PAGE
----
If people expect you to keep your judgmental anti-gay mouth shut, that is not you being oppressed. That is you being expected to act like a polite, civilized, non-asshole. Why do you think the world needs to hear so badly that you think the Bible condemns homosexuality? Did anybody ask you what you thought? Are you in a context where Bible teaching is called for? Is expressing your opinion going to make the world a better place? Are you speaking up to keep someone from getting hurt?

No? Then the rest of the world has every right to expect you to keep it to yourself. You aren’t in the closet. Everybody in the world can know you’re a Christian. You can wear a cross around your neck or one of those WWJD? buttons or whatever you want to do to make sure that people can spot you instantly as a Christian. I mean, back in the day, I learned to sing “they’ll know we are Christians by our love,” but if you’re not capable of love, sure, you can put a little fishie on your car.

But guys, really. Stop it with the melodrama. You aren’t being oppressed. You haven’t the faintest idea of what oppression is like, or what it really means to be in the closet, and all this self-important whining isn’t helping your case any. Trust me, for every like-minded person who reads such an article and goes, “yeah! right on! preach it brother!” there are a dozen more who point and laugh. You are the modern face of evangelical Christianity, and it is the face of a clueless, privileged, narcissistic, crybaby. And also a bigot.

What’s wrong? Does it make you feel bad when people call you a bigot? How exactly do you expect people to react when you make your anti-gay feelings known? Is the NBA player supposed to feel chastised, to hang his head in shame and say, “you know, I was fine with being gay, until this guy on TV said I was living in open rebellion to God, and wow, the fact that some people believe in a God who disapproves of homosexuality had literally never occurred to me, so now I’m celibate forever, because I am super keen on ending up in the same afterlife as this guy who just said all those mean things about me.”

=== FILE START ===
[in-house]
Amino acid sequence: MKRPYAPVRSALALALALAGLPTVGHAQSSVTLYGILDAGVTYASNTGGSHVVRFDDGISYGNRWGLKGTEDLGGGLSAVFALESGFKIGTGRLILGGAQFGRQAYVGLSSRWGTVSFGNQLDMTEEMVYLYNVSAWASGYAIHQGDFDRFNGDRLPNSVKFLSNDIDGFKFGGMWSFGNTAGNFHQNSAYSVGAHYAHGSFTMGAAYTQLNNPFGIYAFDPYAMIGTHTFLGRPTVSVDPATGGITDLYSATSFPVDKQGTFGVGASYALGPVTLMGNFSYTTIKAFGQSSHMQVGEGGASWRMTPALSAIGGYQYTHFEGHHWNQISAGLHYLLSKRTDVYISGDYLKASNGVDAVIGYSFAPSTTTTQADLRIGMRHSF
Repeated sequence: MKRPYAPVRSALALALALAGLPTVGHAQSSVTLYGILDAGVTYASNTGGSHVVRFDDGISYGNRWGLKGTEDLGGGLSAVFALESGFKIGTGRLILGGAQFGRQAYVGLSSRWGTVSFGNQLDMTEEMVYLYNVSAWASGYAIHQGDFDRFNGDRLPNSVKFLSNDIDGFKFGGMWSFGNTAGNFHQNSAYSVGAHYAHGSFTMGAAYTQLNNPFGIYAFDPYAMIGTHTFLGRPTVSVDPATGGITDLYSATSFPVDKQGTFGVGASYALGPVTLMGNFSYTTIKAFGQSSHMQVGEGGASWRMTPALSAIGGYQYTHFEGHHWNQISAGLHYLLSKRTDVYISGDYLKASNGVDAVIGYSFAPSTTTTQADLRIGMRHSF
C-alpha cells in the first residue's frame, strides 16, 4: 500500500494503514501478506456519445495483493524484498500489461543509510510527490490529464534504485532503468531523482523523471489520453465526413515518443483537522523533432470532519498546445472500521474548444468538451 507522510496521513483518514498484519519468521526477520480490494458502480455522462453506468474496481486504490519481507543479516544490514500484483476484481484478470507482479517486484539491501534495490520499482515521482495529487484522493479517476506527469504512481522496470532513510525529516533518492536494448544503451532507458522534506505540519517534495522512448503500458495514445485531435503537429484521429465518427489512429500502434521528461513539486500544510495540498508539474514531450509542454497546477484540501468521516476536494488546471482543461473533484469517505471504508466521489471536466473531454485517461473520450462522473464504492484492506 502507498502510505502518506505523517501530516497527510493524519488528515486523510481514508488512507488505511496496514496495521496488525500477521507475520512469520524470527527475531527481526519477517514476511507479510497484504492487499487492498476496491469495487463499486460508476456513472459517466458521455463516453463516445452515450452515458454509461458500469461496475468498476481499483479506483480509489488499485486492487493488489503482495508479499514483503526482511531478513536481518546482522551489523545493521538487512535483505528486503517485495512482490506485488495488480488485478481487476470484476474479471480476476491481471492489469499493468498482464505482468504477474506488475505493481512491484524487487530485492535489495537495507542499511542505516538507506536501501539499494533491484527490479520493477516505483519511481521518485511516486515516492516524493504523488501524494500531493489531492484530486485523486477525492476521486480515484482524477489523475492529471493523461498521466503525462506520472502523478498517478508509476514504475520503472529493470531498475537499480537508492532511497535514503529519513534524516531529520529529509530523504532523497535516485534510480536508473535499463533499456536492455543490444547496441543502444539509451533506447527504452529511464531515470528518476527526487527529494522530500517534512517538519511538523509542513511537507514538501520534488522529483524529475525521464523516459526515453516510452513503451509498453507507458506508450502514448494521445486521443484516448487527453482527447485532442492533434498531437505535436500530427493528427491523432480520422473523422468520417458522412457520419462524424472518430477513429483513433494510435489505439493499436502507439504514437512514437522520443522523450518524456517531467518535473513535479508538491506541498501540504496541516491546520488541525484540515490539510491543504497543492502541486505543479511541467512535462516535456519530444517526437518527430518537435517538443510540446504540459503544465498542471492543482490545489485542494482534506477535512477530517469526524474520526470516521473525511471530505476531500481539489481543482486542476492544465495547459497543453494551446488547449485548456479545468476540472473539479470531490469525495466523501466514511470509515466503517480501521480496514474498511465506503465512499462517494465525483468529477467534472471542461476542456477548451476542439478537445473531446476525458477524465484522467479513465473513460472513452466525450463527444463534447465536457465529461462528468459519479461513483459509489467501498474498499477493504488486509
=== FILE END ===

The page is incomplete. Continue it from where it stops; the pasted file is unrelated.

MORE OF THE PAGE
Yeah, right. That’s totally going to happen. Way to evagnelize, Broussard!

But here’s the thing — would Broussard or Sprigg think it was reasonable for Muslims to try to ban pork or uncovered female heads? For the Amish to try to ban electricity and automobiles? For the Mormons to ban coffee or force everyone to wear special underwear? For Jews to try to force all commercial activity to cease entirely from sundown Friday to sundown Saturday? Suppose there was a Muslim or Jewish sports commentator who never missed an opportunity to say something like, “Those people eating pulled pork sandwiches in that stadium, they’re offending God with every bite.” Would all you “oppressed” evangelicals think that was appropriate? Would you think they were being oppressed if people wanted them to knock it off?